Are we alone in the universe? Breakthrough Listen, a scientific initiative looking for the presence and evidence of extraterrestrial civilisations beyond our world, was launched five years ago to answer this question that has fascinated the astronomy community for centuries. Now, a new catalogue compiled by the Breakthrough Listen team provides a conceptual answer to yet another probing question: are we looking for intelligent life beyond Earth in all the right places?
This comprehensive new ‘Exotica’ catalogue, released on 22 June, is the first in recent times to span the entire breadth of astrophysical phenomena: everything from distant galaxies, to objects in our own solar system. It contains a diverse list of objects of potential interest to astronomers who are searching for ‘technosignatures’—indicators of technology developed by extraterrestrial intelligence. The Breakthrough Listen team developed the catalogue conceptually, compiled it, and has shared it with the astronomical community, hoping that it can guide future surveys to study life beyond Earth.
An official release on the catalogue explains that ‘Exotica’ contains four categories of objects and, in total, a collection of over 700 distinct targets. “Sometimes a major new discovery was missed when nobody was looking in the right place, because they believed nothing could be found there. This happened with exoplanets, which might have been detected before the 1990s if astronomers looked for solar systems very different than ours. Are we looking in the wrong places for technosignatures? The Exotica catalogue will help us answer that question," says Dr. Brian Lacki, Breakthrough Listen theorist and lead author of the new catalogue, in the official release.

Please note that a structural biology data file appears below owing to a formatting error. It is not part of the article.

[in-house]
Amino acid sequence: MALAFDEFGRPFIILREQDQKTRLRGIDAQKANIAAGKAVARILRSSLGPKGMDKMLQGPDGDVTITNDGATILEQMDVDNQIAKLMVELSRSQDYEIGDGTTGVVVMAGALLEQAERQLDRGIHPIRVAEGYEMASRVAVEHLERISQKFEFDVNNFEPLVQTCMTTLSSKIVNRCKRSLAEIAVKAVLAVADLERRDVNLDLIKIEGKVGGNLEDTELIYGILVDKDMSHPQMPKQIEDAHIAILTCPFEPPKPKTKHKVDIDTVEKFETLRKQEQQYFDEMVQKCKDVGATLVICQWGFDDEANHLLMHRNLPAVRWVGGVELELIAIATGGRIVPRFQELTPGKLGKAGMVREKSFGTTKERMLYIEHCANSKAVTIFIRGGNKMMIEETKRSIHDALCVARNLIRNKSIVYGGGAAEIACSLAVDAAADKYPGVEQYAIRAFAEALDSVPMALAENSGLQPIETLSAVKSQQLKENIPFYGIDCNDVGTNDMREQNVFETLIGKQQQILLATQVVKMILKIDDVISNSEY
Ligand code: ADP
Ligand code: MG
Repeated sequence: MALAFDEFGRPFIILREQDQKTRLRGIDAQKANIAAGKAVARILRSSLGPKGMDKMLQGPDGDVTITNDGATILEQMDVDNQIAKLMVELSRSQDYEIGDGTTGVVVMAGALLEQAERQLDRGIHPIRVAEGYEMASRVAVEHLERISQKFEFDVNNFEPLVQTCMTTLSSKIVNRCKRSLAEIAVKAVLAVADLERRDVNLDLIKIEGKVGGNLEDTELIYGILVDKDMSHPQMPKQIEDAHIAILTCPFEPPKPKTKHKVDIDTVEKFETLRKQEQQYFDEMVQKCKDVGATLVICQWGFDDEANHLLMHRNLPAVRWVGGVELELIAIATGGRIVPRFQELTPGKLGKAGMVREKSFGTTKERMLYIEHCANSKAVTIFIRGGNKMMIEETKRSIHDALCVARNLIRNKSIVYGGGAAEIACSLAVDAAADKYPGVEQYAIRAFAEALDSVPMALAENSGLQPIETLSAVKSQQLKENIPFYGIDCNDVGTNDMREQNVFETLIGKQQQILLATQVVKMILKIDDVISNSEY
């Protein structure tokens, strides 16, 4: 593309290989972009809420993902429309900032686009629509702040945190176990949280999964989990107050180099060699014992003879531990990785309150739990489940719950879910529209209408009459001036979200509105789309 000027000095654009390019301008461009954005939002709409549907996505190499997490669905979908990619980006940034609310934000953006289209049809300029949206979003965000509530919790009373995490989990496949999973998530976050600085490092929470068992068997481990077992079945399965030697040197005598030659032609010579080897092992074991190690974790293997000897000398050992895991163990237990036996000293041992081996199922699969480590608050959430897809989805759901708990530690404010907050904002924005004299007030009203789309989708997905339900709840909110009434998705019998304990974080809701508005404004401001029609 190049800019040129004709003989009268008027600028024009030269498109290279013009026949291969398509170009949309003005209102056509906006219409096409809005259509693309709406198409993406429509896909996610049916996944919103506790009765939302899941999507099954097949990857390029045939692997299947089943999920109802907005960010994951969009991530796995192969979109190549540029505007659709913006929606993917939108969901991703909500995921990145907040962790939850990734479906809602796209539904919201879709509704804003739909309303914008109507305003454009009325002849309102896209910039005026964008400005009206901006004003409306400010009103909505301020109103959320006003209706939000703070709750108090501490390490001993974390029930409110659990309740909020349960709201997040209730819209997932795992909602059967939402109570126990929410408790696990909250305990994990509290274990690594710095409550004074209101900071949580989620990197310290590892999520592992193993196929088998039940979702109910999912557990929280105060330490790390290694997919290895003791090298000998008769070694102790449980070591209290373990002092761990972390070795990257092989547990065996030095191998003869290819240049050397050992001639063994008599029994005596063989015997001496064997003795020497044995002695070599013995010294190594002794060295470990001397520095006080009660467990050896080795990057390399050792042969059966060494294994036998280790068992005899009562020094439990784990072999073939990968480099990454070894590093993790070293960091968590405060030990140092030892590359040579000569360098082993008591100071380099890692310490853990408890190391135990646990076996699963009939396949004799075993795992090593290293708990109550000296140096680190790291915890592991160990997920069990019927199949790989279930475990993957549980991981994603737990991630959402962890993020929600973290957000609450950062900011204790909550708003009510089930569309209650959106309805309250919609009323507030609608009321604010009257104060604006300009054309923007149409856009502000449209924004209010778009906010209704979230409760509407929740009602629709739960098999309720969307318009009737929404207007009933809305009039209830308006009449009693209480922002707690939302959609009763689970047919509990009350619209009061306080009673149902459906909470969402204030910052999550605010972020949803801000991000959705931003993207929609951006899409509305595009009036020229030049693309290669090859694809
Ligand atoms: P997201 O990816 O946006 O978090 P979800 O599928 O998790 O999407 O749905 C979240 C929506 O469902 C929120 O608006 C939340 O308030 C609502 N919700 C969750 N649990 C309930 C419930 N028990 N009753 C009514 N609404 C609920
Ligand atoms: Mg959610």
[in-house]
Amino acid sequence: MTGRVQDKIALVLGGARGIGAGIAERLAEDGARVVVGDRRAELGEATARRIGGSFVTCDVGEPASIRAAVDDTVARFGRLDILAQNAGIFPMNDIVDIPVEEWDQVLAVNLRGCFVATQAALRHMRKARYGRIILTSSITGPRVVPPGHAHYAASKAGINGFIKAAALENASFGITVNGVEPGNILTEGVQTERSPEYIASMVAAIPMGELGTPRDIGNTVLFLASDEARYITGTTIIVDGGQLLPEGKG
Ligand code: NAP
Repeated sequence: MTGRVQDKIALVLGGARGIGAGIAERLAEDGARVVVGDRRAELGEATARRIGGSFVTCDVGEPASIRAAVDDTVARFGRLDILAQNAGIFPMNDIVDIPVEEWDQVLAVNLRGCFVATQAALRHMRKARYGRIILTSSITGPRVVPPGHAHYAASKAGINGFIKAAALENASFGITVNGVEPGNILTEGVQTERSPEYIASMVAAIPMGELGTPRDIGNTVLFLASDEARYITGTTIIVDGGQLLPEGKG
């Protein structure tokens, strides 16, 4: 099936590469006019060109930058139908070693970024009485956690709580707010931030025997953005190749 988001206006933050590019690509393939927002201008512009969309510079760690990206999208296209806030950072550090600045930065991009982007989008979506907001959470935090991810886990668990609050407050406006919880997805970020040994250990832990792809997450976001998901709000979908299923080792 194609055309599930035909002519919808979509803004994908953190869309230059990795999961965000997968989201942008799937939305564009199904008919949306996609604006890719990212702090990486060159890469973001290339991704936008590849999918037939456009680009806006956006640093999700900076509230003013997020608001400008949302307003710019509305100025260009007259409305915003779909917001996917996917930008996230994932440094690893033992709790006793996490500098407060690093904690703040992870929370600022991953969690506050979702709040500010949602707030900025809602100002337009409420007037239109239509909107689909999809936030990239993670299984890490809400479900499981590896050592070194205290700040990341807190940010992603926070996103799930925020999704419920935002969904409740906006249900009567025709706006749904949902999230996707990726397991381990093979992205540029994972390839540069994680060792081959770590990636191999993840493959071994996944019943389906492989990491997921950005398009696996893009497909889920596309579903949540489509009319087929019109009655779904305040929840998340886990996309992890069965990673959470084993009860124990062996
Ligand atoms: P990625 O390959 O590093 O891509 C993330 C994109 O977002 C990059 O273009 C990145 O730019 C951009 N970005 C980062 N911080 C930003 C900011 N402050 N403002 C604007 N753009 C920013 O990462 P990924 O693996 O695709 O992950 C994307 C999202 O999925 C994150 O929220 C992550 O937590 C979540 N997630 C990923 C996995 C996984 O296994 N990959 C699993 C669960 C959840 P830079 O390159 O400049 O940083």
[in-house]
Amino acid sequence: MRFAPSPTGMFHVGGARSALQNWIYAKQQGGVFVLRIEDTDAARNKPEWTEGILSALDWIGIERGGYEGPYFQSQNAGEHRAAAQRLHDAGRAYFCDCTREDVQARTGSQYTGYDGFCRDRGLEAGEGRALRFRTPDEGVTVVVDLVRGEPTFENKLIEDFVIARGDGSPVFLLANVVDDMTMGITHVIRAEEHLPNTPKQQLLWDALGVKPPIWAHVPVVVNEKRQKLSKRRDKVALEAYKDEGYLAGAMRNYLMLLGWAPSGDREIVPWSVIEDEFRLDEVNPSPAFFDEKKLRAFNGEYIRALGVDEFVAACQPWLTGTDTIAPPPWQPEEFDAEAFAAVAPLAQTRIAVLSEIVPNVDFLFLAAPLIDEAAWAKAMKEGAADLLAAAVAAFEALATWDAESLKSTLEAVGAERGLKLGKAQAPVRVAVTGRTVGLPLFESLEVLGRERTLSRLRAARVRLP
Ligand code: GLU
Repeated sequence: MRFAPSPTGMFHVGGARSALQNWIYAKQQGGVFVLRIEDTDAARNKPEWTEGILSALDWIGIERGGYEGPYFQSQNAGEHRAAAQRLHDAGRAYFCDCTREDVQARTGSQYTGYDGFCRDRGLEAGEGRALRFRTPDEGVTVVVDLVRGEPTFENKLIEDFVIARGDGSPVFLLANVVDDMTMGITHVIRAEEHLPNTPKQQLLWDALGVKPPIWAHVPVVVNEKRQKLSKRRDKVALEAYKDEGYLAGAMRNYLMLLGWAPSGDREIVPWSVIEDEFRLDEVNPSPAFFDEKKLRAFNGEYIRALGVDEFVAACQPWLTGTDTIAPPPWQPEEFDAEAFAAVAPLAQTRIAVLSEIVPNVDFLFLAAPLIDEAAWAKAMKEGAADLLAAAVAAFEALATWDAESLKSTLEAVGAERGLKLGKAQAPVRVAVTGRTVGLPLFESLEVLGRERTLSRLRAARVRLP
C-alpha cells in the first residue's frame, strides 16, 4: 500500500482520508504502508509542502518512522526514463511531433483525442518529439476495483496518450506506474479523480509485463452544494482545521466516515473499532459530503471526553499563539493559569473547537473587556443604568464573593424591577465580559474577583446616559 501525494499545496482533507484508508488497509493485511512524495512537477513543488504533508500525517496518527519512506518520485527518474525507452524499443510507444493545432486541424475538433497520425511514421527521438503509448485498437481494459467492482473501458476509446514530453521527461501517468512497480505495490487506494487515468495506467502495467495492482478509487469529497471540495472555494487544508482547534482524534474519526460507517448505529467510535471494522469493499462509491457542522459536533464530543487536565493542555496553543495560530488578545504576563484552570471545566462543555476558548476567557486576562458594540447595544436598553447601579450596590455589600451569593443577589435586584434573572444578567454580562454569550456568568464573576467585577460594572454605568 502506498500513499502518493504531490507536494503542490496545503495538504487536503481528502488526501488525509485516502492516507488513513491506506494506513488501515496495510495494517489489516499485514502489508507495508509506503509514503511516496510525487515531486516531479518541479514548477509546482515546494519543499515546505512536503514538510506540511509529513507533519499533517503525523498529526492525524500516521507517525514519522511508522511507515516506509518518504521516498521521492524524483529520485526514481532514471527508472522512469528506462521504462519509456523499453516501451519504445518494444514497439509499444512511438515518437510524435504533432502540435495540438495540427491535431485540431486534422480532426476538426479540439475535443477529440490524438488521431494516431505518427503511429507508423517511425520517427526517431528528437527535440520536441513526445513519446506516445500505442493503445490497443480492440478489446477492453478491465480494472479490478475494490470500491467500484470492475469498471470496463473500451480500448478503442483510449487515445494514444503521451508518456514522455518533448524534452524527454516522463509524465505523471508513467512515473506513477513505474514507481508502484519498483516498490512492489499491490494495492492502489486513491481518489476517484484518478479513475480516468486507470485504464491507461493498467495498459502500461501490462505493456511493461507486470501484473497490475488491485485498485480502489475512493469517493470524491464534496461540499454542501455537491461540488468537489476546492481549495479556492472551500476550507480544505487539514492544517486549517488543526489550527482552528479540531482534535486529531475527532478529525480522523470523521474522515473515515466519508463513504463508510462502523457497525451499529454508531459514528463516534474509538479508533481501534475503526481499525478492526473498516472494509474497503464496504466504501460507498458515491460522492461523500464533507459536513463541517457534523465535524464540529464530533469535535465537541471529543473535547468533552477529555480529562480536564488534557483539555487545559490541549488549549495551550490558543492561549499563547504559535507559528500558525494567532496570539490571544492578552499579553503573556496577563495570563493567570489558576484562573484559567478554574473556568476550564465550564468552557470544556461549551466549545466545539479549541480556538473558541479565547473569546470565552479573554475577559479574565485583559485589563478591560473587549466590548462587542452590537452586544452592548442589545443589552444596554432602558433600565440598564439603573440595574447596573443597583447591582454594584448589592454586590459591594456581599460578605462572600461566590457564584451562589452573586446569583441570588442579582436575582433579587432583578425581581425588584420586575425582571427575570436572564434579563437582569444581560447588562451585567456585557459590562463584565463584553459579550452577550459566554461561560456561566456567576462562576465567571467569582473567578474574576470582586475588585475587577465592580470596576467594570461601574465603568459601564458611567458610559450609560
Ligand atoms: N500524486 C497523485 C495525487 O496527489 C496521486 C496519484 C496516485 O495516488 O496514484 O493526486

The four categories include ‘Prototypes’, a list containing at least one example of every known type of celestial object, such as planets and moons, stars at every point of their life cycle, small and big galaxies, star clusters and so on; ‘Superlatives’, objects with the most extreme properties. “These include examples like the hottest planet, stars with unusually high or low metal content, the most distant quasar and fastest-spinning pulsar, and the densest galaxy," the press release adds. The third category looks at ‘Anomalies’, targets or objects whose behavior is currently not explained properly. A popular example of such ‘anomalies’ is 'Oumuamua’ – the interstellar object that passed near Earth in 2017 and garnered global attention. The last category looks at a ‘control sample of sources’ that are not expected to produce any positive results.
The ‘Exotica’ catalogue is the latest of many techniques to understand and identify if intelligent life exists beyond our world. In August 2017, for instance, the team at Breakthrough Listen had detected 15 FRBs, or fast radio bursts, that originated from the location FRB 121102, a source in a galaxy about three billion light years away from Earth. FRBs are brief, bright pulses of radio emission from distant galaxies. In this particular instance, the FRBs were discovered with the help of a backend instrument—a set of parallel processing computers that analyse signals collected from a telescope—at the Green Bank Telescope in West Virginia.